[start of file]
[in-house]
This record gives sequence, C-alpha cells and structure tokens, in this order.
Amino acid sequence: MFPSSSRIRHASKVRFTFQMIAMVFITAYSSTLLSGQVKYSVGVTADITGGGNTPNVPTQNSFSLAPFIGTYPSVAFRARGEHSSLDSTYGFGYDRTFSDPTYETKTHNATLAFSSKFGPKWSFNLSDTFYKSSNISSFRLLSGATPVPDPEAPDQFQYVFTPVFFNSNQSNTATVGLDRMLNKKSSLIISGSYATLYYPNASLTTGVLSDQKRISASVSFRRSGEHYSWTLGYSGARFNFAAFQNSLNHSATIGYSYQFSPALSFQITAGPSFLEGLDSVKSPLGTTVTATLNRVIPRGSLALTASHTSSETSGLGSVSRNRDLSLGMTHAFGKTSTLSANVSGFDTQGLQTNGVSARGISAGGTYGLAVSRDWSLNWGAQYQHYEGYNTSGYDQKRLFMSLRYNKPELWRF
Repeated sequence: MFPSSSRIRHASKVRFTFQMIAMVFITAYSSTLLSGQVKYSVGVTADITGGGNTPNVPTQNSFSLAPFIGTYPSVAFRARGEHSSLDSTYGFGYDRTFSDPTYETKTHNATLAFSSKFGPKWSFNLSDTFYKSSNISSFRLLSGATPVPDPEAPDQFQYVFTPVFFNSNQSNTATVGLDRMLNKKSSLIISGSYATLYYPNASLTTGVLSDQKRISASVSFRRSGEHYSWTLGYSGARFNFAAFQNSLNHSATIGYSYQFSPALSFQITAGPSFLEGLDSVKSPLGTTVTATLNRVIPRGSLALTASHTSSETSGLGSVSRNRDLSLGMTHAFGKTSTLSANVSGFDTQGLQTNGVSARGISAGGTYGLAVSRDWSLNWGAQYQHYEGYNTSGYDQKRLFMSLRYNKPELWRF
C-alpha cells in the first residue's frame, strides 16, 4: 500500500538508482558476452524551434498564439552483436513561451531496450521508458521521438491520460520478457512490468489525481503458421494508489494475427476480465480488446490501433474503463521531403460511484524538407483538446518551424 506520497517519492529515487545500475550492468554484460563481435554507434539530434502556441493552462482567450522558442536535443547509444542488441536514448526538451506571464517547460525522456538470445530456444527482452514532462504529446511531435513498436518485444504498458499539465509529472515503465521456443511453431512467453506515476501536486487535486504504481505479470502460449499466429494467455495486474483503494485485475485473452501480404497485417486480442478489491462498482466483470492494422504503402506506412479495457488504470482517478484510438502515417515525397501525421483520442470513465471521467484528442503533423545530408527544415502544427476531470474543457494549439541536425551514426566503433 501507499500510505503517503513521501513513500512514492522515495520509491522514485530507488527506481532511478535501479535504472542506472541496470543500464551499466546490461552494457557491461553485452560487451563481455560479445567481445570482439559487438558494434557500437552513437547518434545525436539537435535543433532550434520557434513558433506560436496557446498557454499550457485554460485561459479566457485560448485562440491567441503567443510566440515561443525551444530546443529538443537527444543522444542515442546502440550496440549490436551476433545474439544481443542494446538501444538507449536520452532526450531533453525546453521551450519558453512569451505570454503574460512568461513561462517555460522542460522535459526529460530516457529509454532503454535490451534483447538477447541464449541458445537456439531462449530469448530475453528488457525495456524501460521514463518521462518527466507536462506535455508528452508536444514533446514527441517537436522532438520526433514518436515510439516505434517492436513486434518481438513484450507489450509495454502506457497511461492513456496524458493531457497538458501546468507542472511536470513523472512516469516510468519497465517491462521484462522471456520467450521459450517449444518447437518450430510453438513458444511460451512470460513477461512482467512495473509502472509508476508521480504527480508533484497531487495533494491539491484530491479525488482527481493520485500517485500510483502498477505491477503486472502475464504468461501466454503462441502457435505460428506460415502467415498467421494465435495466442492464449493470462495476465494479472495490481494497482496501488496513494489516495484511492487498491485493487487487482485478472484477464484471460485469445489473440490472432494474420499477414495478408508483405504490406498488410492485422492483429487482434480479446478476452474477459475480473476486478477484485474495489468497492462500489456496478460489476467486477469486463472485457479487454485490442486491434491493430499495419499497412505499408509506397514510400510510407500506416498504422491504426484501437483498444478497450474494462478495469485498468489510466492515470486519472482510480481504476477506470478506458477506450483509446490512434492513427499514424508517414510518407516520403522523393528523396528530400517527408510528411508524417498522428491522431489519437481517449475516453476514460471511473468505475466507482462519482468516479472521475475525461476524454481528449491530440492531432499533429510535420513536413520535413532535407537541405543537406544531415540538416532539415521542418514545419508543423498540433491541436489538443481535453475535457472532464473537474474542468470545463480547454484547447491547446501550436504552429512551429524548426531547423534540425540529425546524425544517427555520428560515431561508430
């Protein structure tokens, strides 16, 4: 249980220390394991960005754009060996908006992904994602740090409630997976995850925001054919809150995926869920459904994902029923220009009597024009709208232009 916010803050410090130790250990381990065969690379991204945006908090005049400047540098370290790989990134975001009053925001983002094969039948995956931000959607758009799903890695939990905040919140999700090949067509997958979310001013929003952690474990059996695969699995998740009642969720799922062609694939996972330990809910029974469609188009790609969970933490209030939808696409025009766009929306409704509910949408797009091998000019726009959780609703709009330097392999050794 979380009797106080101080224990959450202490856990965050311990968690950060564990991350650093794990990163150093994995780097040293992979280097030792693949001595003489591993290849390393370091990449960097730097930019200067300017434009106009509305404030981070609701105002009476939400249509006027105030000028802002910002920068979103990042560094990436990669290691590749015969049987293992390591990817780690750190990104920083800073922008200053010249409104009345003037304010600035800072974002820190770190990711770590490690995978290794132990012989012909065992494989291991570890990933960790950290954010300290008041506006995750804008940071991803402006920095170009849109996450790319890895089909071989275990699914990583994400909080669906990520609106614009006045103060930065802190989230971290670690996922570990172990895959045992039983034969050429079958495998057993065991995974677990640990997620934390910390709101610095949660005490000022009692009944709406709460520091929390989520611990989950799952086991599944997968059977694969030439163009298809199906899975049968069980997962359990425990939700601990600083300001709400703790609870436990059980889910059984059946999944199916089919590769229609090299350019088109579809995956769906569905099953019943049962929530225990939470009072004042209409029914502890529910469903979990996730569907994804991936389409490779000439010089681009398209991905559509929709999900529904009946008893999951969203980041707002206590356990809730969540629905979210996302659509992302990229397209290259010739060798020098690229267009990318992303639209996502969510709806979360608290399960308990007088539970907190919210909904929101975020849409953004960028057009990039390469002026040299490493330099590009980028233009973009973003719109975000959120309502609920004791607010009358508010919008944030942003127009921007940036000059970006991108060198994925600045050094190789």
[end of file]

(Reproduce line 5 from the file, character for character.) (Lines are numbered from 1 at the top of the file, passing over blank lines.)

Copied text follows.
C-alpha cells in the first residue's frame, strides 16, 4: 500500500538508482558476452524551434498564439552483436513561451531496450521508458521521438491520460520478457512490468489525481503458421494508489494475427476480465480488446490501433474503463521531403460511484524538407483538446518551424 506520497517519492529515487545500475550492468554484460563481435554507434539530434502556441493552462482567450522558442536535443547509444542488441536514448526538451506571464517547460525522456538470445530456444527482452514532462504529446511531435513498436518485444504498458499539465509529472515503465521456443511453431512467453506515476501536486487535486504504481505479470502460449499466429494467455495486474483503494485485475485473452501480404497485417486480442478489491462498482466483470492494422504503402506506412479495457488504470482517478484510438502515417515525397501525421483520442470513465471521467484528442503533423545530408527544415502544427476531470474543457494549439541536425551514426566503433 501507499500510505503517503513521501513513500512514492522515495520509491522514485530507488527506481532511478535501479535504472542506472541496470543500464551499466546490461552494457557491461553485452560487451563481455560479445567481445570482439559487438558494434557500437552513437547518434545525436539537435535543433532550434520557434513558433506560436496557446498557454499550457485554460485561459479566457485560448485562440491567441503567443510566440515561443525551444530546443529538443537527444543522444542515442546502440550496440549490436551476433545474439544481443542494446538501444538507449536520452532526450531533453525546453521551450519558453512569451505570454503574460512568461513561462517555460522542460522535459526529460530516457529509454532503454535490451534483447538477447541464449541458445537456439531462449530469448530475453528488457525495456524501460521514463518521462518527466507536462506535455508528452508536444514533446514527441517537436522532438520526433514518436515510439516505434517492436513486434518481438513484450507489450509495454502506457497511461492513456496524458493531457497538458501546468507542472511536470513523472512516469516510468519497465517491462521484462522471456520467450521459450517449444518447437518450430510453438513458444511460451512470460513477461512482467512495473509502472509508476508521480504527480508533484497531487495533494491539491484530491479525488482527481493520485500517485500510483502498477505491477503486472502475464504468461501466454503462441502457435505460428506460415502467415498467421494465435495466442492464449493470462495476465494479472495490481494497482496501488496513494489516495484511492487498491485493487487487482485478472484477464484471460485469445489473440490472432494474420499477414495478408508483405504490406498488410492485422492483429487482434480479446478476452474477459475480473476486478477484485474495489468497492462500489456496478460489476467486477469486463472485457479487454485490442486491434491493430499495419499497412505499408509506397514510400510510407500506416498504422491504426484501437483498444478497450474494462478495469485498468489510466492515470486519472482510480481504476477506470478506458477506450483509446490512434492513427499514424508517414510518407516520403522523393528523396528530400517527408510528411508524417498522428491522431489519437481517449475516453476514460471511473468505475466507482462519482468516479472521475475525461476524454481528449491530440492531432499533429510535420513536413520535413532535407537541405543537406544531415540538416532539415521542418514545419508543423498540433491541436489538443481535453475535457472532464473537474474542468470545463480547454484547447491547446501550436504552429512551429524548426531547423534540425540529425546524425544517427555520428560515431561508430